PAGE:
in the Lord’s Army,
and if I drown
out,

You won’t
get a postcard –

not from me.

Ash Goedker hails from Northern Minnesota and the Upper Peninsula of Michigan. She received her MFA in poetry at the University of Idaho where she was also the Editor-in-Chief at Fugue. She currently teaches at Nicholls State University. She was the winner of the University of Idaho’s Academy of American Poets Prize, and was a finalist in the 2016 Indiana Review ½ K Prize. Her poems have been published in Indiana Review, Midwest Review, Third Point Press, velvet-tail, and others. 

The Children’s Blizzard

– January 12, 1888

Snow falls in Gunfighter Flag 15-2

BY ASH GOEDKER 

“jaw firm, talus and tarsus intact:
the body’s perfect alphabet beneath the snow.”
– Corrie Williamson, “Remains”

I.

Some mornings we never expect the devil
out for our chimneys: days in January
sun warms the Midwest,
dissolving winter. Everyone out
of their soddies and shops. Nosing the sky
as we all do in a thaw. We come
from a long line of leaving
lamps and fireplaces burning.
We grow to taste the cedar.
That burn,
                  a blur, drives us –

        can       you      imagine

nothing
pressing
your time
                  but temperature?

II.

                  Dropped
within a few minutes

                  18 degrees:

III.

              A disaster people named
after their own children: Arnie,
                                              Evelyn,
                  Harold,

        James,               Myla –

snowbanks bearing
more children
than schooldays.

IV.

Can you imagine the air 
thin in their throats?
Their bodies loosened
to a gallop on the winding
roads, the come ons,
the can’t catch mes.

Ash Goedker hails from Northern Minnesota and the Upper Peninsula of Michigan. She received her MFA in poetry at the University of Idaho where she was also the Editor-in-Chief at Fugue. She currently teaches at Nicholls State University. She was the winner of the University of Idaho’s Academy of American Poets Prize, and was a finalist in the 2016 Indiana Review ½ K Prize. Her poems have been published in Indiana Review, Midwest Review, Third Point Press, velvet-tail, and others.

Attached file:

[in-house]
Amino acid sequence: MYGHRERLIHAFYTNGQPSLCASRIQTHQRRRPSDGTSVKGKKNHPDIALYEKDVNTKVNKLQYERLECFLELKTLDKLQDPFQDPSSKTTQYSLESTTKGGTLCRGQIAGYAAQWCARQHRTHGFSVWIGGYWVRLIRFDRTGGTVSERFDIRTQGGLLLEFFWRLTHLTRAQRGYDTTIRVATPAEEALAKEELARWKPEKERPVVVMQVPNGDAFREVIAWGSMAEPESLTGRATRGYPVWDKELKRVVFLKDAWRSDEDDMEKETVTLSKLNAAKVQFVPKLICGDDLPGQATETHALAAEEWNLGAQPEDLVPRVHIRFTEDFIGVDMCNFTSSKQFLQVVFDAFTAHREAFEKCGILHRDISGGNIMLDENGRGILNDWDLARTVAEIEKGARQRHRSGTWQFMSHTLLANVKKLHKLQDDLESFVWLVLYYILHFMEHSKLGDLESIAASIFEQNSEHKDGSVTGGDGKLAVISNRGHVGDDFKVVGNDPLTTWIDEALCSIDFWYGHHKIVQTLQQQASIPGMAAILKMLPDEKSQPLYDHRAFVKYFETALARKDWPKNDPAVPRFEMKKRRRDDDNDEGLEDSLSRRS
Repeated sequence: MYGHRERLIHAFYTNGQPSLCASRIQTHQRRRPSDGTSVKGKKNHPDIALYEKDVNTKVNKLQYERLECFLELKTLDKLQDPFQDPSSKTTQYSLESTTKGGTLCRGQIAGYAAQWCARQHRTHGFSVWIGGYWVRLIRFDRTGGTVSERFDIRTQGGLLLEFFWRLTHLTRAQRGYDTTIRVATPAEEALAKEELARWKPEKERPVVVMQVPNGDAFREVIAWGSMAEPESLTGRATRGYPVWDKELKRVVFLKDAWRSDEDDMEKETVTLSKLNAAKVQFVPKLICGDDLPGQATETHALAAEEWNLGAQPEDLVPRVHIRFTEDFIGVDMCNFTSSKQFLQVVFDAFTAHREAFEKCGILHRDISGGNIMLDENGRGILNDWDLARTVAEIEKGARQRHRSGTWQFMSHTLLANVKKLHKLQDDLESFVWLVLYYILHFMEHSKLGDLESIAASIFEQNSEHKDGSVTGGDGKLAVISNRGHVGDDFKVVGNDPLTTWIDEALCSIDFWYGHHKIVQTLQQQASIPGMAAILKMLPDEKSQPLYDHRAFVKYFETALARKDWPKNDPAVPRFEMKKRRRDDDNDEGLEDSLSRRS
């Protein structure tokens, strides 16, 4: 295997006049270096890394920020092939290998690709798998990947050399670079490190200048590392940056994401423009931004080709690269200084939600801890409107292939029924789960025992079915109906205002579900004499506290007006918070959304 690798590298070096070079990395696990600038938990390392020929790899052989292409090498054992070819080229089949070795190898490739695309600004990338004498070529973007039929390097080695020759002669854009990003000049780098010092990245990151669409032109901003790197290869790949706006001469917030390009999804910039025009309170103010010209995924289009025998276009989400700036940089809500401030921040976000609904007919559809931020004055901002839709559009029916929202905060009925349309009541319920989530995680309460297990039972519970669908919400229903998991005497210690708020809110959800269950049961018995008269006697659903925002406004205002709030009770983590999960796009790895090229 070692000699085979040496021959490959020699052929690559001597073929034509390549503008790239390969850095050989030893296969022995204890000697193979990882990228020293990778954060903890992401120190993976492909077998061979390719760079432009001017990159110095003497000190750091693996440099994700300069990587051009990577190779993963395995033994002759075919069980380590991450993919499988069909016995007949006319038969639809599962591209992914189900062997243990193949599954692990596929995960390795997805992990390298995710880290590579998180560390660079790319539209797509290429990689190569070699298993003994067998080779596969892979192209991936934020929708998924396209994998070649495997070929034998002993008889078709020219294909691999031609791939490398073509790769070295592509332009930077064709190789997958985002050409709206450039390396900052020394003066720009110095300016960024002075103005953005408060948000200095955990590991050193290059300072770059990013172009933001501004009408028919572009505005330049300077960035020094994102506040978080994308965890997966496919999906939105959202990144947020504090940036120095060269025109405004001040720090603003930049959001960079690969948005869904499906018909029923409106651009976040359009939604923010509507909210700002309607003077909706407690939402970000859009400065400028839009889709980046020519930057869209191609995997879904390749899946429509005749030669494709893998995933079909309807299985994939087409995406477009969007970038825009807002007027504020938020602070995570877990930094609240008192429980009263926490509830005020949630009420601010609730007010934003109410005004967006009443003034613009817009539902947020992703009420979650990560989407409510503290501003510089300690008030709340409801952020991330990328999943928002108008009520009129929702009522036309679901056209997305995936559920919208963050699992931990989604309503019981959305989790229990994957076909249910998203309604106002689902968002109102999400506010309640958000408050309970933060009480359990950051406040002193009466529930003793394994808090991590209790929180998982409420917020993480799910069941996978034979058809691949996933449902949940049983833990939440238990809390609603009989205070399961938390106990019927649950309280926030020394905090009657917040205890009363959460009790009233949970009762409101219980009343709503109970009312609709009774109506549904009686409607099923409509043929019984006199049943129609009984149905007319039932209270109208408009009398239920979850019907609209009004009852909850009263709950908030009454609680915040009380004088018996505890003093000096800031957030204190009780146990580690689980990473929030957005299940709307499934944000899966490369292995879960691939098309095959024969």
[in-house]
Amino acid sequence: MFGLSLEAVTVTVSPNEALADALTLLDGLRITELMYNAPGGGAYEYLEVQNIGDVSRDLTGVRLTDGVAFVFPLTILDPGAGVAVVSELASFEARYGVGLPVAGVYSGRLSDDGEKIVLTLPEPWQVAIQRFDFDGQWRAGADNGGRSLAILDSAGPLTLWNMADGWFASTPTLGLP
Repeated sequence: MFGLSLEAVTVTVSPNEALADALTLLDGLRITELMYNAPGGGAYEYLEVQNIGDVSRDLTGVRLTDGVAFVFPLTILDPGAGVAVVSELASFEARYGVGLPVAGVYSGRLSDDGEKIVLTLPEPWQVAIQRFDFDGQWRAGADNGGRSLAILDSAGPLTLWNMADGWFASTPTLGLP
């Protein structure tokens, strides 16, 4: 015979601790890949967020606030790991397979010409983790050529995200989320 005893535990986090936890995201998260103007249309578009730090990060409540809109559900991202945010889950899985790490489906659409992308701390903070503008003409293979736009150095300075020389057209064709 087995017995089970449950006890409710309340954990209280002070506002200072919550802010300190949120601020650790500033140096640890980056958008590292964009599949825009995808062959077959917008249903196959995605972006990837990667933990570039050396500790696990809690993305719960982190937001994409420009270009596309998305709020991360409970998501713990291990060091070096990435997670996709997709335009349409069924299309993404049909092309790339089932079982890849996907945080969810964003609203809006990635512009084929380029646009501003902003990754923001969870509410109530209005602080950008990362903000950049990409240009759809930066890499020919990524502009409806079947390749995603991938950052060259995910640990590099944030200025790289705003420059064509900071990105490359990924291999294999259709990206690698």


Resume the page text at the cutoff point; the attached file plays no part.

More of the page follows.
Our Father

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BY ASH GOEDKER 

(who many debate art in some version of heaven and on
earth) give us this day our daily bread, and forgive us
our capering. This city blushes when it gets ahold of the hands
of another night, when it wears dawn like the tulle it was cut out
to wear. Father, forgive those who trespass the tinsel we all know
and love that you’ve braided into your hair. And hallowed be
your wish I wish you forgave in yourself. You deny your origin
of temptations, an old photograph of Chicago, that green river
prancing around March like heaven and earth. Like art. This city
rubbed down to utterly rare finds. This makes you want to fall
from kingdom come, thy will be done and write those back home
to say, I believe in the hot beef sandwiches here. The rush
of sky-scrapers celebrate your marriage to this city, witness
postcards flooding in like our hips dripping with skirts
and sweat in all corners of a dance hall. The wind is your
necklace. The pigeons toss bread crumbs and bear your ring.
And I’m in an apartment with a view of this Great Lake,
of a man or a woman. I could be in love. Love a man or woman
you, Father, deny yourself. And you will write home from here.

 

Ash Goedker hails from Northern Minnesota and the Upper Peninsula of Michigan. She received her MFA in poetry at the University of Idaho where she was also the Editor-in-Chief at Fugue. She currently teaches at Nicholls State University. She was the winner of the University of Idaho’s Academy of American Poets Prize, and was a finalist in the 2016 Indiana Review ½ K Prize. Her poems have been published in Indiana Review, Midwest Review, Third Point Press, velvet-tail, and others.